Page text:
Second, tactically, extracurriculars are just not as valuable to business schools. Colleges (especially elite colleges) really value the community experience and look for students to take leadership in this important area. That’s why they give steep scholarships to athletes, and little admissions boosts students who will round out difficult-to-fill community positions (such as oboe players in the orchestra). Talking about your extracurricular activities on your college essay made sense because you had something of value to offer to the school. In contrast, the whole point of business school is to secure an internship and later a full-time job offer. Almost all extracurricular activities in business school exist to advance that goal. For example, the finance club meetings will either be to network with prospective banks or to tutor students on building models in excel. Playing the oboe at business school gives you a lot of money in a worthless currency.

In your MBA application, your work experience is king. Give it the real estate it deserves.

If you want an honest appraisal of your Odds of Admission, check ours out here.

How many schools should I apply to – and which ones?

One of the most frequent questions we get from our clients and those who ask us for their odds of MBA admission is “How many schools should I apply to?” School selection – both the quantity and tier – is an incredibly important part of one’s application strategy and one that all applicants should invest a good amount of time considering early in the process.


Categories of Schools

We recommend that you think of school selection like building a portfolio of personal investments. By investing your time in a number of different schools across different categories, you can decrease the esoteric risk of being denied at any individual school, pit financial aid offers against one another, and ultimately make a more informed final selection. For this reason, we recommend applying to no fewer than six schools, two from each of the following categories:


Your stretch schools are your dream schools. These are the kinds of schools that you would drop everything and pay double price to go to if you could simply because their prestige, network, resources, and education would have an absolutely transformative effect on your career trajectory. The trouble is that these schools are normally difficult to get to for anybody and your admissions profile puts you in a rather uncompetitive camp. You should still apply to these schools! The admissions committee will still read your application. They are people too, and if you have a personal narrative that moves them or stops them cold, they may fight to make space in the class for you depending on the depth of the rest of the applicant pool.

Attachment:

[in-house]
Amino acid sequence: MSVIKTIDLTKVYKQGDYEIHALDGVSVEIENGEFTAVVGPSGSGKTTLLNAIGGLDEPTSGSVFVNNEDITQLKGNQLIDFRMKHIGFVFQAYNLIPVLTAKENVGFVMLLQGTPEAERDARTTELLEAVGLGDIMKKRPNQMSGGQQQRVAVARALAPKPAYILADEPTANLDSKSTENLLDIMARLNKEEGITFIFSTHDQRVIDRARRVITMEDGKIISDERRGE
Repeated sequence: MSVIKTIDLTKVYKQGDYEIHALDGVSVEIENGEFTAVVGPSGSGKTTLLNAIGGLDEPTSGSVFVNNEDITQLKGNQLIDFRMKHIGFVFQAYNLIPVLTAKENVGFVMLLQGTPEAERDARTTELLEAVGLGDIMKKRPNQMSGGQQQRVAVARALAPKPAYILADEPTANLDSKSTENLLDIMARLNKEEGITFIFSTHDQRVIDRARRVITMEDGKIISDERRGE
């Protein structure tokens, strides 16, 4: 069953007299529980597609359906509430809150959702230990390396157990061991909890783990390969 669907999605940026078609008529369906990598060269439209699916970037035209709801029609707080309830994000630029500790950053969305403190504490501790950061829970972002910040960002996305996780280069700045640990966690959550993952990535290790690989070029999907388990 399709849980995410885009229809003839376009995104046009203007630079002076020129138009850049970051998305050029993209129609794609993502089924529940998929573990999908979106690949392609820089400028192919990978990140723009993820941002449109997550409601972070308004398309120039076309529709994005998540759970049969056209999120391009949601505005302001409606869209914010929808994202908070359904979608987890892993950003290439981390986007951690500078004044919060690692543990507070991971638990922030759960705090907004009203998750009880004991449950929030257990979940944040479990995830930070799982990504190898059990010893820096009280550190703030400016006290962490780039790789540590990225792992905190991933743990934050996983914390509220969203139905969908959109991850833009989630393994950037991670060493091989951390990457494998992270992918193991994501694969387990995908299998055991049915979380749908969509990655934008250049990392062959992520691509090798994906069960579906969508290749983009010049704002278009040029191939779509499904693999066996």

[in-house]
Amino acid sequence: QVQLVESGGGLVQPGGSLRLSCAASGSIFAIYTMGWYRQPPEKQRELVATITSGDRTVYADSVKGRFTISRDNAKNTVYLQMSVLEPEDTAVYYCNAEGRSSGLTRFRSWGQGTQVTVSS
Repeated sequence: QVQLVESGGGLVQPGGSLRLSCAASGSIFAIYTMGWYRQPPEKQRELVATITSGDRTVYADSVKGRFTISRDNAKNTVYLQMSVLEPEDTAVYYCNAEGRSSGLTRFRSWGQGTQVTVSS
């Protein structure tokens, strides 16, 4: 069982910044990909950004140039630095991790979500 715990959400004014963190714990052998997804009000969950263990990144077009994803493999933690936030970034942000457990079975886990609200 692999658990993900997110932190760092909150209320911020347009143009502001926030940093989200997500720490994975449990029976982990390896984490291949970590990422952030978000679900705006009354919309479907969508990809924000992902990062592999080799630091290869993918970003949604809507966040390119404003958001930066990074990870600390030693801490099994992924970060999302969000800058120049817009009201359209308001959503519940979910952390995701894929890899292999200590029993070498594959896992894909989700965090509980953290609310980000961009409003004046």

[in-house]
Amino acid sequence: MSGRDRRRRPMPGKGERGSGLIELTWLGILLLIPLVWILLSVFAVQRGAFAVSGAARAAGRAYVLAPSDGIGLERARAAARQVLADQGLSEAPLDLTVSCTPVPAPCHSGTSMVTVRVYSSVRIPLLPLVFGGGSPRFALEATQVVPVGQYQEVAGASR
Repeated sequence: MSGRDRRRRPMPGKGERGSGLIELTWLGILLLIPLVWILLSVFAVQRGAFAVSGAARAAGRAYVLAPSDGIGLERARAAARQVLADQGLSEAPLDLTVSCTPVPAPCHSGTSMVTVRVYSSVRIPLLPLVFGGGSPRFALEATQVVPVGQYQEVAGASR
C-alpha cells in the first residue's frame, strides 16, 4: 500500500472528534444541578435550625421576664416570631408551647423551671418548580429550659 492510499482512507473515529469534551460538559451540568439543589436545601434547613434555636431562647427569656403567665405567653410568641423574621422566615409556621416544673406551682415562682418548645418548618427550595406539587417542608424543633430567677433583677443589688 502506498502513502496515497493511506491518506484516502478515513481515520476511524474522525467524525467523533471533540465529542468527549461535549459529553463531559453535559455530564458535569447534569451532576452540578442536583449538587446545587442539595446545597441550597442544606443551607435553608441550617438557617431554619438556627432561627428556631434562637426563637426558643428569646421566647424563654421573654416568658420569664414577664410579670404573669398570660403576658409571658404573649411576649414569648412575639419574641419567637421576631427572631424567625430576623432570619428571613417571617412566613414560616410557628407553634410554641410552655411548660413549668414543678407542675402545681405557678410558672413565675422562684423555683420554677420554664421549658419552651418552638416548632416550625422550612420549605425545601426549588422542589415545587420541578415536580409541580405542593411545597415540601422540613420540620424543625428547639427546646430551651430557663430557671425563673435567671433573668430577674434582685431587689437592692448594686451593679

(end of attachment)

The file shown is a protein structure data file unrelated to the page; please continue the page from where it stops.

Adding these schools to your portfolio is like buying the stock of risky tech companies. If things go well, the payoff is unbelievable. Plus, if you didn’t apply but later found out that you would have been admitted, wouldn’t you kick yourself about it? Personally, I would always rather the school say no to me, than for me to say no to myself. You can apply to these schools as a Hail Mary on your own at the end of the cycle, or if you want better odds you can engage with a consultant who has specific expertise at that school (much like how we do for HBS).


These are schools that you would be delighted to attend and where your profile is a little more competitive (e.g. two or more of the following is true: your undergraduate institution is better represented in the student body, your GPA is at or above average, your GMAT is at or above average, or your current employer is a major recruiter at the school). These are the schools that you are realistically targeting and which you will spend the majority of your time (either on your own or with a consultant) working on.


A grab school is not a safety school. It is a school where you would want to do, where your profile is competitive in most or all of the categories previously mentioned, but where your odds are still less than 50%. They are there for you to grab, if you can. Adding Grab schools to your portfolio does two things. First, if you’re sure that now is the right time to go to business school, helps give you the certainty that you will get in somewhere. Second, because you are a more desirable candidate to Grab schools, they will likely be more generous to you in financial aid. Suddenly if the cost of tuition for a grab school is 50-75% less than a Reach school, you’ll be a lot more excited about them. Also, getting money from one Grab school can help you in negotiating financial aid offers from other schools, but more on that at another time.

Run the analysis

Let’s run the numbers. If we believe that a person’s profile gives them a conservative baseline chance of admissions of 15% for Stretch schools, 25% for Reach Schools, and 40% for Grab schools (and for the sake of argument that there is negligible covariance between the applications), then the odds of being admitted to at least one school are the following:

Portfolio of 4 Schools: 1 Stretch, 2 Reach, 1 Grab – 70%

Portfolio of 6 Schools: 2 Stretch, 2 Reach, 2 Grab – 84%

Portfolio of 8 Schools: 2 Stretch, 3 Reach, 3 Grab – 93%


Which schools fit into each of these categories will depend on the unique admissions profile of the individual student. If you want our help in sorting, feel free to get your odds here.